You’re left out unless you play (and pay). No matter how useful or beneficial or better your site may be.

I think a combination of linking power and pagerank (and its potential dilution) has seriously affected how, if and when a webmaster will link to another website. Some webmasters simply won’t – unless there’s something in it for them (a fee, a link exchange, barter, etc.). Or if they do wish to share a great resource for their visitors, some will cloak the link first (to prevent PR dilution), this gives no SEO benefit to the site being linked to. It’s no longer a simple matter to link to another website. First you have to make sure the site isn’t deemed a ‘bad neighborhood’, banned or penalized by Google. And goooood luck trying to get a free, no strings attached one-way link from a PR 6 or higher site.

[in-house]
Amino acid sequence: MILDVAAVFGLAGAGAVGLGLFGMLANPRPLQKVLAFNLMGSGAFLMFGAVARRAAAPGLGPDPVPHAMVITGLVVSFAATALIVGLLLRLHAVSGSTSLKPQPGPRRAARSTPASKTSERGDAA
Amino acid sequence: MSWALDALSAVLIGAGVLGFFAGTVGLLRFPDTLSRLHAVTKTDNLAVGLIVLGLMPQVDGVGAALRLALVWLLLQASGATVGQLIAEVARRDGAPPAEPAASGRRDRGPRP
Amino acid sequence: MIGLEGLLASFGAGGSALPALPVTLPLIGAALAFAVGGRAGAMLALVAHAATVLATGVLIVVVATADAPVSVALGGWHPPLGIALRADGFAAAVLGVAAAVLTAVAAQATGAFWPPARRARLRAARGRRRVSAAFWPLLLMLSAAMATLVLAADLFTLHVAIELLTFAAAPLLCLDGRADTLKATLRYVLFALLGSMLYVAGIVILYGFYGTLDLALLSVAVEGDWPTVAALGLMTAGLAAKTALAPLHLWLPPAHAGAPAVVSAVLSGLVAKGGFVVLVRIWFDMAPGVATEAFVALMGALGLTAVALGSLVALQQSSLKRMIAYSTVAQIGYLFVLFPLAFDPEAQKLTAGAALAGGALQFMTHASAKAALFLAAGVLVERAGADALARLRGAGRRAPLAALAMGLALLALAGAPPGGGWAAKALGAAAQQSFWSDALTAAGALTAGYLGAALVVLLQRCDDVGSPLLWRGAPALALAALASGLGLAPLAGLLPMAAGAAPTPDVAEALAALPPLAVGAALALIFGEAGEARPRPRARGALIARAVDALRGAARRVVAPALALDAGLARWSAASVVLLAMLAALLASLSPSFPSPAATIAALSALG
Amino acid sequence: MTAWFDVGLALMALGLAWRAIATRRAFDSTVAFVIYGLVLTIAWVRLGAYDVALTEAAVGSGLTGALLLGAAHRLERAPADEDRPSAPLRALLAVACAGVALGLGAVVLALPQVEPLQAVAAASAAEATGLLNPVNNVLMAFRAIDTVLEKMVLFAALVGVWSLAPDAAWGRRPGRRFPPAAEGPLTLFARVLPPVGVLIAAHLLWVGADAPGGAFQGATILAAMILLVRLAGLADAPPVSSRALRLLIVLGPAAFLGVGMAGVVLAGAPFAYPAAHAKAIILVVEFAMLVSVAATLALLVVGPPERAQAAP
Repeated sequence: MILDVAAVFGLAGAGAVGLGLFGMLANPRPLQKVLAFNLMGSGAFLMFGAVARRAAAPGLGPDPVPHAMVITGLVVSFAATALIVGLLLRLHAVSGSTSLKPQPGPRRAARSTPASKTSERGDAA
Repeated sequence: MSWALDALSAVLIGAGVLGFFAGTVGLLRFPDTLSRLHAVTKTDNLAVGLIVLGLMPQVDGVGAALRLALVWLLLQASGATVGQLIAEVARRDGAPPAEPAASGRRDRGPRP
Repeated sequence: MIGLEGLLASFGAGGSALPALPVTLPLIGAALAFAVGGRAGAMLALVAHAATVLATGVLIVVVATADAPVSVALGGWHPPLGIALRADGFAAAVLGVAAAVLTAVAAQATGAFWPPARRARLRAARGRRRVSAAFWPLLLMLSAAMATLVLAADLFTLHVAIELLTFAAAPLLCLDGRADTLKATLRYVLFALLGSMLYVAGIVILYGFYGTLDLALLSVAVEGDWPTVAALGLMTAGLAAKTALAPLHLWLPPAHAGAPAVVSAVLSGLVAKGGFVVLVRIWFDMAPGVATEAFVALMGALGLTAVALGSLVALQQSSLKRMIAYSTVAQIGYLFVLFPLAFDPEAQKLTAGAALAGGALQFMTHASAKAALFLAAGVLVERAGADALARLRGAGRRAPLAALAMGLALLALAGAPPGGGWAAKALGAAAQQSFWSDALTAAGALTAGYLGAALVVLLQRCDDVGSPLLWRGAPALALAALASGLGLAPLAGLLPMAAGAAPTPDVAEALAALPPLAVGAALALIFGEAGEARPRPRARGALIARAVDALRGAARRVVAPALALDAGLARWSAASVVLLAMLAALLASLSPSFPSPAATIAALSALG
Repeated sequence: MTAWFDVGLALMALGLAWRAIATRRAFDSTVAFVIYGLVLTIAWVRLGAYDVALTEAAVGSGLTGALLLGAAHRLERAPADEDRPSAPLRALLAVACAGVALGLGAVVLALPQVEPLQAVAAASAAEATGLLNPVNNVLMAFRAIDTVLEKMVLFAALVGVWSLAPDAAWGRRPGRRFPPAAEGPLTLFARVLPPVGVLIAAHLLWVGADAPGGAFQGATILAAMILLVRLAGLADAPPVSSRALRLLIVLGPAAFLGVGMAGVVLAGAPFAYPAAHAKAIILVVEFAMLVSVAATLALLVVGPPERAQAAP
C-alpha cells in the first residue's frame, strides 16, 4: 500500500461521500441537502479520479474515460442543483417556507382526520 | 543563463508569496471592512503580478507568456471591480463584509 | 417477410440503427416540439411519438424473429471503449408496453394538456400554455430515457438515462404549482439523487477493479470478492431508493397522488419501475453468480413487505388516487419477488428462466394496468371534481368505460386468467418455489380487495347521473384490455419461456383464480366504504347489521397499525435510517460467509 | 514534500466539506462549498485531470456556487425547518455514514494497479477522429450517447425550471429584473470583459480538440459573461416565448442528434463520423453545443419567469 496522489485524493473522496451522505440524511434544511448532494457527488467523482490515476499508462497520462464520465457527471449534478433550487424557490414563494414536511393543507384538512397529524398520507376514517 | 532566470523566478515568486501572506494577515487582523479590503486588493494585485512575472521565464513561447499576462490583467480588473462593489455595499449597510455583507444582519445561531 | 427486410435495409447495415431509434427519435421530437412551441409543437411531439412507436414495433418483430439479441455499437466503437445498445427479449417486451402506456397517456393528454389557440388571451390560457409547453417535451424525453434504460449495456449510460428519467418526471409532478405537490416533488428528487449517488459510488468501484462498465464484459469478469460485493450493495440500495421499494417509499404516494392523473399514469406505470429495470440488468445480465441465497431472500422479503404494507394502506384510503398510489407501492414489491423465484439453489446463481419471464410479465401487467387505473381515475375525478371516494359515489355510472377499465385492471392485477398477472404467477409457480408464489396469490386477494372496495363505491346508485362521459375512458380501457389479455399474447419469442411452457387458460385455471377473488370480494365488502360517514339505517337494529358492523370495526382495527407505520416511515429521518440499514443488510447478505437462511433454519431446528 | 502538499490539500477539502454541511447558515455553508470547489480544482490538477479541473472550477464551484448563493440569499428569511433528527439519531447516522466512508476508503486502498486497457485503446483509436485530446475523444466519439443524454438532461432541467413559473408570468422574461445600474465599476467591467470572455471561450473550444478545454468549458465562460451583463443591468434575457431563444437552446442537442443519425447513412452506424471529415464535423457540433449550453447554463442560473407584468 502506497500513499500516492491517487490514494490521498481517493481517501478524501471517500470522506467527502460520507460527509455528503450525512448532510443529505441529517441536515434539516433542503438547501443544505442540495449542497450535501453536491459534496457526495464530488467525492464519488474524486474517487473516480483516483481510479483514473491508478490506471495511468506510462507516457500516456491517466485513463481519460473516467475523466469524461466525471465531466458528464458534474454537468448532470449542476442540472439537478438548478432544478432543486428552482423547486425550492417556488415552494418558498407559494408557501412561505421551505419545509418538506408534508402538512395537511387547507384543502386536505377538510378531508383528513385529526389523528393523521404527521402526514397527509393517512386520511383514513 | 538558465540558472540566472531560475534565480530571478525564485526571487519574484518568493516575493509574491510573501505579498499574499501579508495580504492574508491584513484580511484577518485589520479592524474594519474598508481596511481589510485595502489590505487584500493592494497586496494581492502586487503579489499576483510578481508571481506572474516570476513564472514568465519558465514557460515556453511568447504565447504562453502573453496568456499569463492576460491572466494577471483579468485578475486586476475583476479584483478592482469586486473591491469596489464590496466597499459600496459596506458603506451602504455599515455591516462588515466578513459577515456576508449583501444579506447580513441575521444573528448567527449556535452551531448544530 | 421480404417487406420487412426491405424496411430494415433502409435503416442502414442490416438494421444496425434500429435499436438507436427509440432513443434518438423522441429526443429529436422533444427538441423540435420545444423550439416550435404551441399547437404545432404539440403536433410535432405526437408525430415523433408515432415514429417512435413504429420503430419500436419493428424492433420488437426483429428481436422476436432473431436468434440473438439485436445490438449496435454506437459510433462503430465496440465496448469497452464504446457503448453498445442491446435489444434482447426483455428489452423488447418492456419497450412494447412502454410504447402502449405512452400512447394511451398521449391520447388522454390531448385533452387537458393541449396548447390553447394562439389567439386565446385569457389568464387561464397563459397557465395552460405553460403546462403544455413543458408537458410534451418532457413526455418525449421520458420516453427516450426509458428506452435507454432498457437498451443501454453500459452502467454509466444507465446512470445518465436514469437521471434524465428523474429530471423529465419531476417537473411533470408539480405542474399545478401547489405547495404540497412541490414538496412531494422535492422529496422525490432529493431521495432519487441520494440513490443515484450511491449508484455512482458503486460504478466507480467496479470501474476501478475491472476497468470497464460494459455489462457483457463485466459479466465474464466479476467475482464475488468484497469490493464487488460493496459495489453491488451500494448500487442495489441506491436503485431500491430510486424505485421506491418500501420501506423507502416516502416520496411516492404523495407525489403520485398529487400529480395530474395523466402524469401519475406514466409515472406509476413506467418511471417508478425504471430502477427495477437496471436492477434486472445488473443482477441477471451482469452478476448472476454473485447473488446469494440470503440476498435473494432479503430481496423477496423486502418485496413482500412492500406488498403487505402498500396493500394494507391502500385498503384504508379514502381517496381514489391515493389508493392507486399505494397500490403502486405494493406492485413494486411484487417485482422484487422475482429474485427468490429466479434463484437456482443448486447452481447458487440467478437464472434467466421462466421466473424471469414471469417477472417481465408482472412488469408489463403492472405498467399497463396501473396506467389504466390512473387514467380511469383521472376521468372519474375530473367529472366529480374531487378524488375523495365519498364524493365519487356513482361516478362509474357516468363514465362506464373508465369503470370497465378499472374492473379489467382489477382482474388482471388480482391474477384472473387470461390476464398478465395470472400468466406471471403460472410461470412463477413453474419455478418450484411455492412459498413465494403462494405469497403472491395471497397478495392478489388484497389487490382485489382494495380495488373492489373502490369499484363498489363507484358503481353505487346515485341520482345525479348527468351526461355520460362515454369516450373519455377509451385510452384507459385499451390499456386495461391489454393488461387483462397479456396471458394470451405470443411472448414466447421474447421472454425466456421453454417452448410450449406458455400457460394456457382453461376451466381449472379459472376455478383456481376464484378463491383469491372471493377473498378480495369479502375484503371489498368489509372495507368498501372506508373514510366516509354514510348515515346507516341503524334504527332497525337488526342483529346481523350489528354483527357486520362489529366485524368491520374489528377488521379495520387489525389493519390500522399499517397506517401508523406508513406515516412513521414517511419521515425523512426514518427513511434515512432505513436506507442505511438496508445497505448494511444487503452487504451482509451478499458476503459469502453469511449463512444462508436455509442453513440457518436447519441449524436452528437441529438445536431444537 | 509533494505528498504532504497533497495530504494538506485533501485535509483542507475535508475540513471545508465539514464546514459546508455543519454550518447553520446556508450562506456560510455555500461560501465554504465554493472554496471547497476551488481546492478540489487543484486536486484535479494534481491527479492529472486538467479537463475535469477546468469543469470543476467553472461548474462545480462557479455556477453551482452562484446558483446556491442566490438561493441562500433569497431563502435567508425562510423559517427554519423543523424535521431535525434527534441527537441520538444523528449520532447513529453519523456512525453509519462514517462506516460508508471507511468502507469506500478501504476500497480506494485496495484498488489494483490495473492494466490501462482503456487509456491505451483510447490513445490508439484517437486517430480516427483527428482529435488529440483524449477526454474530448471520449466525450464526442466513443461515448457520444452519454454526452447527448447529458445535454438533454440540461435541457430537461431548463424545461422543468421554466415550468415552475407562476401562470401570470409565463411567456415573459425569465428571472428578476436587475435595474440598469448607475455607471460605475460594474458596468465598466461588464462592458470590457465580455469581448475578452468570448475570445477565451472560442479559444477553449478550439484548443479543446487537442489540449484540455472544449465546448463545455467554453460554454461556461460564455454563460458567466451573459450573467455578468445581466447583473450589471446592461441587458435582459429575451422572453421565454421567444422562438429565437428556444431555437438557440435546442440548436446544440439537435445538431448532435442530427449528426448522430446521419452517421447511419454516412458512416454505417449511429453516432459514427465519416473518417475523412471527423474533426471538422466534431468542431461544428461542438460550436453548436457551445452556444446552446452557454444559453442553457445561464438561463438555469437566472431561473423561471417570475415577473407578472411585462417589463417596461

You’ll still hear comments of: “Build your pages for visitors, not for engines and you’ll do well”. That’s simply not possible for any monetized term or competitive niche because of the power of the IBL.

Truthfully, for my commercial sites *why would I* link to other sites so I lose my visitors (and potential buyers)? If I’m sending my visitors anywhere, it will be to pages that I can earn a commission off of. And I certainly can’t expect another webmaster to link to my commercial site for the same reason. And herein lies the problem – if Google won’t rank your site unless you have numerous IBLs, and no one’s linking to each other because of potential monetary loss, PR dilution, etc. – who can show up in the SERPS?

Those who have established (and pay for) large linking networks